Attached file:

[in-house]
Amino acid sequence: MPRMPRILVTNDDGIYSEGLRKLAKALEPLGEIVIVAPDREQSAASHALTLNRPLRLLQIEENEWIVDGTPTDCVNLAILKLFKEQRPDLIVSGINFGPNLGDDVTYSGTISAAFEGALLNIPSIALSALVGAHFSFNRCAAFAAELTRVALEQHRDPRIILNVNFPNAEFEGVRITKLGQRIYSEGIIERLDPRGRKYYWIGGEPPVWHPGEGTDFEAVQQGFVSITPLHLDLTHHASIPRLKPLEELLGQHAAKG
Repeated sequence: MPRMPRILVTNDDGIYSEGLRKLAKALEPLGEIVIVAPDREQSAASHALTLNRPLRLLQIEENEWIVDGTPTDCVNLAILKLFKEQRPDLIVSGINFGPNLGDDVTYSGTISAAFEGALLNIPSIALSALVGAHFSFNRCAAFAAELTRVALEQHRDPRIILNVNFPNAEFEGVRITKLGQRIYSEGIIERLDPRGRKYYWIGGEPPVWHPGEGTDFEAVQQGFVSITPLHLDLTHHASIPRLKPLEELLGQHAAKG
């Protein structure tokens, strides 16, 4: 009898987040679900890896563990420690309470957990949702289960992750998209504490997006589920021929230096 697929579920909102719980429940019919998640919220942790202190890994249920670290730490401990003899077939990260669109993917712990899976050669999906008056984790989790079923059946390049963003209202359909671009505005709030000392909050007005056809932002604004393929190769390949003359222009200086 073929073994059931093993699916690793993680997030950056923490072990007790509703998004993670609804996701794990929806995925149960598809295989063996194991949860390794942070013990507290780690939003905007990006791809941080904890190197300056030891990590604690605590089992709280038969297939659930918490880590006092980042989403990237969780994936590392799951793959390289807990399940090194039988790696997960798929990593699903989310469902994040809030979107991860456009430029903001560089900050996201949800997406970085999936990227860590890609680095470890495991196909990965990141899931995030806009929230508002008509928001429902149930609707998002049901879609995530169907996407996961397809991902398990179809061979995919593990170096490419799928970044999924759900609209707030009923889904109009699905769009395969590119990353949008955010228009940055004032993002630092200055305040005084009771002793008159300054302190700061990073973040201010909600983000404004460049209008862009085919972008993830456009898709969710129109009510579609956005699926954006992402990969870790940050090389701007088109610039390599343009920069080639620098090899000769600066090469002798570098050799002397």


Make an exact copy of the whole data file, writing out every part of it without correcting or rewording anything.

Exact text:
[in-house]
Amino acid sequence: MPRMPRILVTNDDGIYSEGLRKLAKALEPLGEIVIVAPDREQSAASHALTLNRPLRLLQIEENEWIVDGTPTDCVNLAILKLFKEQRPDLIVSGINFGPNLGDDVTYSGTISAAFEGALLNIPSIALSALVGAHFSFNRCAAFAAELTRVALEQHRDPRIILNVNFPNAEFEGVRITKLGQRIYSEGIIERLDPRGRKYYWIGGEPPVWHPGEGTDFEAVQQGFVSITPLHLDLTHHASIPRLKPLEELLGQHAAKG
Repeated sequence: MPRMPRILVTNDDGIYSEGLRKLAKALEPLGEIVIVAPDREQSAASHALTLNRPLRLLQIEENEWIVDGTPTDCVNLAILKLFKEQRPDLIVSGINFGPNLGDDVTYSGTISAAFEGALLNIPSIALSALVGAHFSFNRCAAFAAELTRVALEQHRDPRIILNVNFPNAEFEGVRITKLGQRIYSEGIIERLDPRGRKYYWIGGEPPVWHPGEGTDFEAVQQGFVSITPLHLDLTHHASIPRLKPLEELLGQHAAKG
């Protein structure tokens, strides 16, 4: 009898987040679900890896563990420690309470957990949702289960992750998209504490997006589920021929230096 697929579920909102719980429940019919998640919220942790202190890994249920670290730490401990003899077939990260669109993917712990899976050669999906008056984790989790079923059946390049963003209202359909671009505005709030000392909050007005056809932002604004393929190769390949003359222009200086 073929073994059931093993699916690793993680997030950056923490072990007790509703998004993670609804996701794990929806995925149960598809295989063996194991949860390794942070013990507290780690939003905007990006791809941080904890190197300056030891990590604690605590089992709280038969297939659930918490880590006092980042989403990237969780994936590392799951793959390289807990399940090194039988790696997960798929990593699903989310469902994040809030979107991860456009430029903001560089900050996201949800997406970085999936990227860590890609680095470890495991196909990965990141899931995030806009929230508002008509928001429902149930609707998002049901879609995530169907996407996961397809991902398990179809061979995919593990170096490419799928970044999924759900609209707030009923889904109009699905769009395969590119990353949008955010228009940055004032993002630092200055305040005084009771002793008159300054302190700061990073973040201010909600983000404004460049209008862009085919972008993830456009898709969710129109009510579609956005699926954006992402990969870790940050090389701007088109610039390599343009920069080639620098090899000769600066090469002798570098050799002397």